Loss of Indiependence is like cancelling Christmas for Mitchelstown

2020 edition of the festival had been due to be headlined by Stereophonics
Loss of Indiependence is like cancelling Christmas for Mitchelstown

Festival revellers rocking the tent as The Coronas storm it at the Indiependence Festival in Mitchelstown. Picture: Dara Munnis

For residents and business owners alike, the Indiependence festival was like Christmas for Mitchelstown every year.

While many had heard rumours for a while that it would have to move, today's confirmation has still shocked the town.

Tim Forde, who cuts keys and repairs shoes, said: “It’s going to be a huge loss for the town because it was very good for businesses here.

“And for all the hard work that the organisers put into it, you’d hate for something to be put in its place.”

Organisers confirmed the festival is "looking to the future, to something new", but that it will not take place in the north Cork town which has been its home for 15 years.

This year's event had been called off due to Covid-19, and although plans had been in place to hold a festival at the town next year, those have now been scrapped.

Key cutter and shoe repairs shop owner Tim Forde. Picture: Neil Michael
Key cutter and shoe repairs shop owner Tim Forde. Picture: Neil Michael

The 2020 edition of the festival had been due to be headlined by Stereophonics.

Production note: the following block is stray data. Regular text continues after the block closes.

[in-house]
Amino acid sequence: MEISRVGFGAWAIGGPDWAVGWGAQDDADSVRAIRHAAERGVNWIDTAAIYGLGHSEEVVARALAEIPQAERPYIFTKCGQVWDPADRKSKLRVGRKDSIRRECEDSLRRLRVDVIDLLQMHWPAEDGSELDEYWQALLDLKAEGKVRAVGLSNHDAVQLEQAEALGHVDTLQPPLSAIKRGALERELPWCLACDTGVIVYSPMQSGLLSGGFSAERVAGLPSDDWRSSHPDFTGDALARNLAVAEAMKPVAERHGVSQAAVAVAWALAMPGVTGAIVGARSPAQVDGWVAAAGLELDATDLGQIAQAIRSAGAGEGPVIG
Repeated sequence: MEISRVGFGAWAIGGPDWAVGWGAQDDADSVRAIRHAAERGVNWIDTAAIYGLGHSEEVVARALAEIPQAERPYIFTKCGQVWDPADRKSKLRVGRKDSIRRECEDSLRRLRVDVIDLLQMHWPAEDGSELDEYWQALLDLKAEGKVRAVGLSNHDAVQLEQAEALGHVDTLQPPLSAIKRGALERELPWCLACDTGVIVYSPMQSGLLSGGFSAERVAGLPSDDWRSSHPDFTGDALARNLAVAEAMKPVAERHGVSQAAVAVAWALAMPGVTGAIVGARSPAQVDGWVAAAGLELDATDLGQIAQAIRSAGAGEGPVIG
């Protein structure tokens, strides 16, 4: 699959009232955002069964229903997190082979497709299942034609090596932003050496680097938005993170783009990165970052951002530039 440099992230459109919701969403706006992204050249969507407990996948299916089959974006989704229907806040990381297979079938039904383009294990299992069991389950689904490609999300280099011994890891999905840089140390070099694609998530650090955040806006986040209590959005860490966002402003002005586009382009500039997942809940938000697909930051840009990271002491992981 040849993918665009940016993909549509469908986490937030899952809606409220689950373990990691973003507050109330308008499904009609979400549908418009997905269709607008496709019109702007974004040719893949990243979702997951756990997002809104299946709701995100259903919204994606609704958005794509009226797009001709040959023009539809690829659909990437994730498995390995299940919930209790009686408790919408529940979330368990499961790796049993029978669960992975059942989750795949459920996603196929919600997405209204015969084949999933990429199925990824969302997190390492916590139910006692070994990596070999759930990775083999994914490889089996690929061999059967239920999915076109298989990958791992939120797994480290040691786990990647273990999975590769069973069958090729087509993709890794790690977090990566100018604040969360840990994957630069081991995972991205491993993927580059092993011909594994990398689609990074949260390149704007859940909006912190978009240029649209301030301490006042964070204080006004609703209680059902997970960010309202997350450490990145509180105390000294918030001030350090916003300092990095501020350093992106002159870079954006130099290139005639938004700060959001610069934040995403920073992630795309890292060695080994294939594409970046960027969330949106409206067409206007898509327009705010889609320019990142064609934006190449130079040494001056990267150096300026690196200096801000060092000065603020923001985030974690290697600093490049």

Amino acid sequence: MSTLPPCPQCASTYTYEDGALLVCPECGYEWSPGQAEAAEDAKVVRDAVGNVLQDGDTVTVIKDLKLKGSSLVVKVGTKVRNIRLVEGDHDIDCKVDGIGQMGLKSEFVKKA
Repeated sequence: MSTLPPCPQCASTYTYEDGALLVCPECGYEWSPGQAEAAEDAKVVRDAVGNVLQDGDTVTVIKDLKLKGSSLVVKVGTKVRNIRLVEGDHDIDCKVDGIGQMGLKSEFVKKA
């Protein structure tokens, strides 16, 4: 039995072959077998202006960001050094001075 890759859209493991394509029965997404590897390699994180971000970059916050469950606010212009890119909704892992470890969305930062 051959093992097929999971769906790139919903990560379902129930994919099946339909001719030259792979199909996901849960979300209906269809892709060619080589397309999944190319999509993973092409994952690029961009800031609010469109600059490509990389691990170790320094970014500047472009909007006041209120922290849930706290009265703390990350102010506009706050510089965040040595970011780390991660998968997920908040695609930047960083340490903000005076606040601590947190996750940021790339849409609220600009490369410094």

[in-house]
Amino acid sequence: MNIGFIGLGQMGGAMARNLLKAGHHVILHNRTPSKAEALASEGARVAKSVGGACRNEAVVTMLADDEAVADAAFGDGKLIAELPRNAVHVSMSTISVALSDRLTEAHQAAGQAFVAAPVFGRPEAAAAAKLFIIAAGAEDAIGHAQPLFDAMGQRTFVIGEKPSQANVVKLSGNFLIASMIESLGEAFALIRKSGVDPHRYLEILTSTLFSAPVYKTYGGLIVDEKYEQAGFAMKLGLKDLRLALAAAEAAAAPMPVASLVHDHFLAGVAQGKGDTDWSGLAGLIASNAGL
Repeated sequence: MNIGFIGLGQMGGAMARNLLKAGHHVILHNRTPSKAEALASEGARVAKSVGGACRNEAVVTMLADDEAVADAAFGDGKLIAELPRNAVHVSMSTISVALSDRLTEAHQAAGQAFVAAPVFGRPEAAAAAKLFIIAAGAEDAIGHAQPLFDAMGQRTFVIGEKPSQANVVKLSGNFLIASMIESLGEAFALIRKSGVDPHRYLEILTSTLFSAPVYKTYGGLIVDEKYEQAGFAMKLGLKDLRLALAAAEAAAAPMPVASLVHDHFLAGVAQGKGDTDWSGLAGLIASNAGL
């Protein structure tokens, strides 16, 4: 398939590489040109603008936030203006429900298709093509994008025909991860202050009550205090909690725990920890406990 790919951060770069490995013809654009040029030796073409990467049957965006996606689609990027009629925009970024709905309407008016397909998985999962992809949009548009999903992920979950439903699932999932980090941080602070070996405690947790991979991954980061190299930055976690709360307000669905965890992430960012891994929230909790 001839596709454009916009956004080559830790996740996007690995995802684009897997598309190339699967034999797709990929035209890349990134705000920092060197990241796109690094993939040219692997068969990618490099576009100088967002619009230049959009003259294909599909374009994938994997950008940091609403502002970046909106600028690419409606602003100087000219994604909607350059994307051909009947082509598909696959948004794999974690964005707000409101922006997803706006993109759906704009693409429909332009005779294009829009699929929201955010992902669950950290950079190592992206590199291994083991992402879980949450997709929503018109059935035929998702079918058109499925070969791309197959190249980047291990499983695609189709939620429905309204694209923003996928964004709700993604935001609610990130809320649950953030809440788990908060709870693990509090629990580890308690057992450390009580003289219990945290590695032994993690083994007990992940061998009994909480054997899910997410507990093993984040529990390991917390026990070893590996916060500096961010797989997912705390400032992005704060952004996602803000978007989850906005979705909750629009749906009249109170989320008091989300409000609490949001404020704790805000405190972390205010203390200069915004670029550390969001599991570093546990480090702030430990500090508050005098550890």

The festival has brought the likes of the Manic Street Preachers, Public Enemy, Kodaline, and The Coronas to Mitchelstown over the years.

“It was great craic, and very laid back, more laid back than the bigger festivals,” said Ethan Macken, who had been to eight of the festivals.

“I grew up in Mitchelstown and to have a festival like that on your doorstep was brilliant. This will really hit the pubs because every year, the town would just fill up for that weekend.”

Michael O'Sullivan, owner of Blueberries Cafe and Bakery. Picture: Neil Michael 
Michael O'Sullivan, owner of Blueberries Cafe and Bakery. Picture: Neil Michael 

Michael O'Sullivan, who runs Blueberries Cafe and Bakery said: “The festival weekend was the busiest weekend of the year for the town.

“It was like Christmas for pubs, restaurants, and cafes.”

Mitchelstown businessman Edward Walsh. Picture: Neil MIchael
Mitchelstown businessman Edward Walsh. Picture: Neil MIchael

The festival generated more than €2m in business for local firms, including bed and breakfasts in the area.

Edward Walsh, whose family owns the Treasure Chest Jewellers and Watchmakers, said: “It’s just such a shame that it is leaving the town.”

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